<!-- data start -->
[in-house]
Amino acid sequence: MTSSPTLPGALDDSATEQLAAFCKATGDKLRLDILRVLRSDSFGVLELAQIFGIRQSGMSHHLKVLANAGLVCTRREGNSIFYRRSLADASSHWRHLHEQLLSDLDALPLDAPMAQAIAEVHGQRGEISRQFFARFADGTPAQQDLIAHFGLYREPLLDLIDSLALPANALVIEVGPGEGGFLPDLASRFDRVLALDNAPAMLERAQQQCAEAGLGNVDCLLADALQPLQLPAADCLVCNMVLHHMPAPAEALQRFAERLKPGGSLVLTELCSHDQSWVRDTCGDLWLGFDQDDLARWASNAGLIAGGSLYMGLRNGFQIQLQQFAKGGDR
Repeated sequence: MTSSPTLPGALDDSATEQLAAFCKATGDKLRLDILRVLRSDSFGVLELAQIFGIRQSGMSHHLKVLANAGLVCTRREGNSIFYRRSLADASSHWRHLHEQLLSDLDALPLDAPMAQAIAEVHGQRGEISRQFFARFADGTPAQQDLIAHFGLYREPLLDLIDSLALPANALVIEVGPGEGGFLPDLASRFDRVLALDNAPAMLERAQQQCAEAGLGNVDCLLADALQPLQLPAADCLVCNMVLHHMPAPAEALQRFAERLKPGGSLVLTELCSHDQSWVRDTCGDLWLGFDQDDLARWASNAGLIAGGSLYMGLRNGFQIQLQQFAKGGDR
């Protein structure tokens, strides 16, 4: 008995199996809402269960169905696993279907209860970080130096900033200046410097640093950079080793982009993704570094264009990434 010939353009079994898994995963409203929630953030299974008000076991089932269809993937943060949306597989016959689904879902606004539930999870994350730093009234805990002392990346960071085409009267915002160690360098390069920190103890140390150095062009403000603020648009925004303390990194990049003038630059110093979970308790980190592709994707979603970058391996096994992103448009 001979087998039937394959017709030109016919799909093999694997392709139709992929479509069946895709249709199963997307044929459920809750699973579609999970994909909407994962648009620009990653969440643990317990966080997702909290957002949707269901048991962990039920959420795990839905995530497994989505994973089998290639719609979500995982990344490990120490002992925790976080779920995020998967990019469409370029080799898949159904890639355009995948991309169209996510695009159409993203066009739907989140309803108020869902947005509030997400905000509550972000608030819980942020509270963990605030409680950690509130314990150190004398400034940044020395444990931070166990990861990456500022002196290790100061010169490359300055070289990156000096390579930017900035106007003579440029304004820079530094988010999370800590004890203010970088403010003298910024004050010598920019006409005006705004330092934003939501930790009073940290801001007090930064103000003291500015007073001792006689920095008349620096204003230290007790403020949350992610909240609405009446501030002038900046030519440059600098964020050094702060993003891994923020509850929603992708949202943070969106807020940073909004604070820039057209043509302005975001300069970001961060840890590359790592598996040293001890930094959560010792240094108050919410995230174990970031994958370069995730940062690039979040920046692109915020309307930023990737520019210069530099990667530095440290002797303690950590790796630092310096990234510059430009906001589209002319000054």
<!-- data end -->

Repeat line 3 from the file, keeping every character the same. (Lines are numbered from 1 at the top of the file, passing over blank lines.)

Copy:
Repeated sequence: MTSSPTLPGALDDSATEQLAAFCKATGDKLRLDILRVLRSDSFGVLELAQIFGIRQSGMSHHLKVLANAGLVCTRREGNSIFYRRSLADASSHWRHLHEQLLSDLDALPLDAPMAQAIAEVHGQRGEISRQFFARFADGTPAQQDLIAHFGLYREPLLDLIDSLALPANALVIEVGPGEGGFLPDLASRFDRVLALDNAPAMLERAQQQCAEAGLGNVDCLLADALQPLQLPAADCLVCNMVLHHMPAPAEALQRFAERLKPGGSLVLTELCSHDQSWVRDTCGDLWLGFDQDDLARWASNAGLIAGGSLYMGLRNGFQIQLQQFAKGGDR